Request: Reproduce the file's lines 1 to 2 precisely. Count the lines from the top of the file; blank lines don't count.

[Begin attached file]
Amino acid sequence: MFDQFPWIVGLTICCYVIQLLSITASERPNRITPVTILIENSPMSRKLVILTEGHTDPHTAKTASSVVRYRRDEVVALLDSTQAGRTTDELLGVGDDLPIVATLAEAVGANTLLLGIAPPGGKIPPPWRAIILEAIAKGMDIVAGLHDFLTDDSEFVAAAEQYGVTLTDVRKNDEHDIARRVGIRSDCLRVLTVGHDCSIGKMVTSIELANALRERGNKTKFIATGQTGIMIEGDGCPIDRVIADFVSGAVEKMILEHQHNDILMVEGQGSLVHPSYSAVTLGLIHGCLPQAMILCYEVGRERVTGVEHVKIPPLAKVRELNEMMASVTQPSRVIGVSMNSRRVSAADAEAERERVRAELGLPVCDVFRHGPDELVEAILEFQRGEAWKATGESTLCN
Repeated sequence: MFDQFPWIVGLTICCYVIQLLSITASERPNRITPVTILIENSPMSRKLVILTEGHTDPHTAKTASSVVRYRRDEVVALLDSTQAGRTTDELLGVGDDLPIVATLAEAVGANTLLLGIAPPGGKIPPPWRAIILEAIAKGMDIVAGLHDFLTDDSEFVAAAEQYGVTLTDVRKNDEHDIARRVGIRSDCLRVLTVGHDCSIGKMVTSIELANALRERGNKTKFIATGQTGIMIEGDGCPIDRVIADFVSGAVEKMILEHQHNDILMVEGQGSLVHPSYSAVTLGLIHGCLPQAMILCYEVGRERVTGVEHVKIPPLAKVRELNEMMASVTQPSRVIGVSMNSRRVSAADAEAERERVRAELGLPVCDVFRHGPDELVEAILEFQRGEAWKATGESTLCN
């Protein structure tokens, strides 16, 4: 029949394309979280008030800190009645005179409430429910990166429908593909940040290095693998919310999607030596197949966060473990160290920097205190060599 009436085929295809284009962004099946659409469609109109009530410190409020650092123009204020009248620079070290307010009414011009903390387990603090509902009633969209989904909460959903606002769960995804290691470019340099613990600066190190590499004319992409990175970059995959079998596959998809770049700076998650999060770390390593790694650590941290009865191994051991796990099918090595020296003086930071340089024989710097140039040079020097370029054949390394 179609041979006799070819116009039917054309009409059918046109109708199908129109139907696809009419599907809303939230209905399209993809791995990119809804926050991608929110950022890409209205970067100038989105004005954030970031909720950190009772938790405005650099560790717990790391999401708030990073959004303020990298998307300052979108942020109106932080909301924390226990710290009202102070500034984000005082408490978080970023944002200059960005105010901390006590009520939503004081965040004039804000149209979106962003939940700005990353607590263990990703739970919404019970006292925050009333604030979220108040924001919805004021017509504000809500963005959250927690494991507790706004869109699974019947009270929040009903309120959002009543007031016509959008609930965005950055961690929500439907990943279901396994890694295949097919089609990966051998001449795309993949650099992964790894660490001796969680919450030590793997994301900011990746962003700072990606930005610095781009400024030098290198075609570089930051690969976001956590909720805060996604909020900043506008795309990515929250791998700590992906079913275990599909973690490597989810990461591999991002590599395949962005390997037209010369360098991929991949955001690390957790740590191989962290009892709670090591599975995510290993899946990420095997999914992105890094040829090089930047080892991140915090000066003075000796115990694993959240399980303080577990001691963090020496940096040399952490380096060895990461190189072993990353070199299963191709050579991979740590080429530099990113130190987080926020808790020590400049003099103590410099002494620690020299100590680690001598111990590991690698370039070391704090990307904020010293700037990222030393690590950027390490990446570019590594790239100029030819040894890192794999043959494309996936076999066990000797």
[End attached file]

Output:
Amino acid sequence: MFDQFPWIVGLTICCYVIQLLSITASERPNRITPVTILIENSPMSRKLVILTEGHTDPHTAKTASSVVRYRRDEVVALLDSTQAGRTTDELLGVGDDLPIVATLAEAVGANTLLLGIAPPGGKIPPPWRAIILEAIAKGMDIVAGLHDFLTDDSEFVAAAEQYGVTLTDVRKNDEHDIARRVGIRSDCLRVLTVGHDCSIGKMVTSIELANALRERGNKTKFIATGQTGIMIEGDGCPIDRVIADFVSGAVEKMILEHQHNDILMVEGQGSLVHPSYSAVTLGLIHGCLPQAMILCYEVGRERVTGVEHVKIPPLAKVRELNEMMASVTQPSRVIGVSMNSRRVSAADAEAERERVRAELGLPVCDVFRHGPDELVEAILEFQRGEAWKATGESTLCN
Repeated sequence: MFDQFPWIVGLTICCYVIQLLSITASERPNRITPVTILIENSPMSRKLVILTEGHTDPHTAKTASSVVRYRRDEVVALLDSTQAGRTTDELLGVGDDLPIVATLAEAVGANTLLLGIAPPGGKIPPPWRAIILEAIAKGMDIVAGLHDFLTDDSEFVAAAEQYGVTLTDVRKNDEHDIARRVGIRSDCLRVLTVGHDCSIGKMVTSIELANALRERGNKTKFIATGQTGIMIEGDGCPIDRVIADFVSGAVEKMILEHQHNDILMVEGQGSLVHPSYSAVTLGLIHGCLPQAMILCYEVGRERVTGVEHVKIPPLAKVRELNEMMASVTQPSRVIGVSMNSRRVSAADAEAERERVRAELGLPVCDVFRHGPDELVEAILEFQRGEAWKATGESTLCN